Everything You Need for Camp Grandma
Grandma, Lovey, Mimi, Nana, picture this: You just hung up from a conversation with your daughter-in-law during which you agreed to have the grandkids come to your house for “Camp Grandma” while your son and daughter-in-law jet off to Napa for a weekend away. You are so excited to spoil those little angels while the parents are away, but you are left wondering how you can be sure they are comfortable and safe in your house without all of their usual gear. What baby and toddler stuff do they even use these days? And if you buy a bunch of stuff, what will you do with it in between visits, or will they grow out of it before it is ever used again? You want to ensure a safe and happy time for all, but you don’t want to spend a fortune. One new option that wasn’t available in years past is to rent items from neighbors or companies nearby. We find it’s best to rent anything that has a high initial cost, will be cumbersome to store in between visits, or will only be used a few times before they’ve grown out of it. The good news is, with the help of our list, you are only a few clicks away from being fully prepared to enjoy the time together and have everything you need at a fraction of the retail cost.
- Infant to 2 or 3 years old: Pack ‘n Play. This is an easy solution for naps and nighttime in lieu of a regular crib. Most moms have one of these, but it may not be possible to transport it to your house for this trip. Upfront cost for a basic one isn’t excessive, but it will probably only be used a few times before the child can climb out of it and it is no longer useful. Rent here if you don’t have space to store it in between visits.
- 3-5 years old: Nap mat. Once they can climb out of the pack ‘n play it is not really a safe sleeping space. Most kids who attend Mother’s Day Out or preschool use a nap mat during their rest time. Ask the parents to bring this along so kids can sleep on the floor if they’re still just a little too young to sleep in a bed raised off the ground. Or just grab one of these inexpensive ones from Target.
- Pro tip: Use a pool noodle, inserted under the fitted sheet, as a temporary bed rail if you’re nervous a child might roll off the bed!
- Infant to 18 months: High Chair. It’s easiest to strap a young child in to a high chair so that you know they are safe while you prepare and serve meals. Grab either a free standing one or one that attaches to your dining table, depending on your set up.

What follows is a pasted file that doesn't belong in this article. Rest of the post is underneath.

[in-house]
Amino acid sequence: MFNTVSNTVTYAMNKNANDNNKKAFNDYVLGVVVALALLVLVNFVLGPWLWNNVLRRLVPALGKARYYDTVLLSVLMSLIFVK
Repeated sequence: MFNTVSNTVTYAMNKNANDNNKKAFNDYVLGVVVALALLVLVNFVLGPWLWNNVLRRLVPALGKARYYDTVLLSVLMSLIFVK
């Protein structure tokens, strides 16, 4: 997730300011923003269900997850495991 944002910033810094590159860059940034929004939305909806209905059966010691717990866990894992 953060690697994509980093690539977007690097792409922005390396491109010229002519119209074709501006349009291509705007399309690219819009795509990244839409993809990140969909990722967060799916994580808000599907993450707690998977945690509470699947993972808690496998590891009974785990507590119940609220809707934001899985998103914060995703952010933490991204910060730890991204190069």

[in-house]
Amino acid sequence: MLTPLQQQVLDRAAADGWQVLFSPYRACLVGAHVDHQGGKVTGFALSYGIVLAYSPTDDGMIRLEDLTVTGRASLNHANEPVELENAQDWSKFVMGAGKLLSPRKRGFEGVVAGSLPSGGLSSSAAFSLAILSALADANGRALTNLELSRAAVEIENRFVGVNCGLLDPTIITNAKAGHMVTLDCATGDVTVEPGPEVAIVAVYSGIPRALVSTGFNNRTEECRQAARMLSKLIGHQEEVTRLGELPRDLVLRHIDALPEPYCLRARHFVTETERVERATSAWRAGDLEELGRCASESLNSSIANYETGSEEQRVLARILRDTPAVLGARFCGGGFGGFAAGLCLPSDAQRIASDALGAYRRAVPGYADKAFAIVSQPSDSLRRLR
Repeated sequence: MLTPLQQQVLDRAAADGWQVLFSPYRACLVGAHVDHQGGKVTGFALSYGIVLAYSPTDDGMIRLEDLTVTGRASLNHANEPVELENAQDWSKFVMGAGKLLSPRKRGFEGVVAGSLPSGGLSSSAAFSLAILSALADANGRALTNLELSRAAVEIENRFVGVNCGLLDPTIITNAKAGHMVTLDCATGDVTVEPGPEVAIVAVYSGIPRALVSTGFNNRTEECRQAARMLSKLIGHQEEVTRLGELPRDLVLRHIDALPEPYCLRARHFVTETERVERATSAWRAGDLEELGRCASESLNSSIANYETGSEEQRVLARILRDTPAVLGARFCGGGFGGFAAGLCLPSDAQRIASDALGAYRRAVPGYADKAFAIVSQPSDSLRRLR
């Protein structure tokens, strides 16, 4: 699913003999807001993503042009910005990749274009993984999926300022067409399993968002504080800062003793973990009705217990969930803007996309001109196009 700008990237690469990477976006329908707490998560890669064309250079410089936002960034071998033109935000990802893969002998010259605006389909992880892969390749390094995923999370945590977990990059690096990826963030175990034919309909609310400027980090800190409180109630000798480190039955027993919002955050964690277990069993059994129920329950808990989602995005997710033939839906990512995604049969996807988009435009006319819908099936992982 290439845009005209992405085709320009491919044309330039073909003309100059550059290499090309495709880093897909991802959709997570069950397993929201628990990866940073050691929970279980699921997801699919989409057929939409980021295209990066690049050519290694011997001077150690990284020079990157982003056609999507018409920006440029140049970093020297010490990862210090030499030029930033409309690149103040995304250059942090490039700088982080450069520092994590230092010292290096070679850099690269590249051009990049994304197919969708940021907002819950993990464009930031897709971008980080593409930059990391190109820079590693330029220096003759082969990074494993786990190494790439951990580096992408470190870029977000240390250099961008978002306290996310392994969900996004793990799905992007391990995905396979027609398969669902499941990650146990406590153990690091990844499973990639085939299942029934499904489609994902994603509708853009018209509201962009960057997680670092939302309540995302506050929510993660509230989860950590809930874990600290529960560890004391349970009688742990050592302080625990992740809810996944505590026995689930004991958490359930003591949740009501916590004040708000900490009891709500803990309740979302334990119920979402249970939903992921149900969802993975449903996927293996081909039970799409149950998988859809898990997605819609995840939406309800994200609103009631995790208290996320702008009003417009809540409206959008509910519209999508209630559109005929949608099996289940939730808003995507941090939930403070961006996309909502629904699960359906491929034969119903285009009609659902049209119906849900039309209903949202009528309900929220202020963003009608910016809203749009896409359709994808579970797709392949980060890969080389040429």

- 2-3 years old: Booster Seat. A booster seat can help a toddler sit higher at the table while still using a typical dining chair. Be sure to secure it according to instructions to be sure your active tot doesn’t take a tumble while reaching for his drink.
- Pro tip: Unbreakable dishware. Melamine dishes will survive many years and are dishwasher friendly! You’ll thank us for this one!
- Comfort Objects: Make sure to ask the parents to bring any specific comfort objects, blankies, or special toys like Sophie the Giraffe.
- Toys: Get ideas for and rent age-appropriate toys here. Look into a toy library like Toybrary Austin that allows a short term membership for borrowing a bag of toys and trading each day for new ones!
- Bikes and Scooters: Kids of all ages can enjoy bikes and scooters, just ask parents about their skill level before selecting a tricycle, pedal-less bike, bike with training wheels or regular bike.
- Outdoor Games: These giant games can keep kids off the iPads and engaged for hours.
- Pro tip: For an extra special day of fun, consider renting an inflatable slide or bounce house! This is something you definitely don’t want to purchase because of the initial expense and they are a bear to store, but would provide hours of fun during their stay!
- Infants up to 20+ lbs. Infant Car Seat: It is crucial that all car seats are installed and used to manufacturers specifications. Today, many infant car seats can be used rear-facing until the child is 22-29 lbs, and it is very likely your children will bring this type of car seat with them no matter how they travel. Often, the seat can slide right into a “snap ‘n go” type stroller so this would also be helpful for the parents to provide for any outtings you take!
- 1-2+ years old. Convertible carseat: These can be used until a child reaches 35-50 pounds depending on the seat, so again, be sure to check manufacturers instructions. The parents will likely provide this type of seat because they can be very expensive, but if travel conditions require they come without, rent one here. Current recommendations include rear-facing for as long as possible, at least until 2 years old. This is a hot topic in mommy circles, so be sure to have a conversation with mom and dad about their preferences and again, always follow manufacturers instructions.
- 4-8+ years old. Booster Seat: Chances are, by this age its much easier for you to have a booster seat waiting for them when they arrive and it’s up to you whether you think you will use it enough to purchase your own to keep on hand. Always go with the high back booster because that back can eventually be removed, leaving just the seat when the child is tall enough for the seat belt to rest at the appropriate height across their chest and shoulder.
- Pro tip: A jogging stroller can be used to cruise the neighborhood, go to the park or even get around at the mall. Its a great option for kids ages 6 months to 6+ years old and will save your back from the child who just.can’t.walk.another.step.
We hope this list serves as a valuable guide as you prepare for Camp Grandma! But if you’re still overwhelmed, check out our Grandparent Bundle or email us at firstname.lastname@example.org to request a specific bundle custom designed for you! And keep in mind that children care more about the time you spend with them than the things you buy them so #collectmemoriesnotstuff.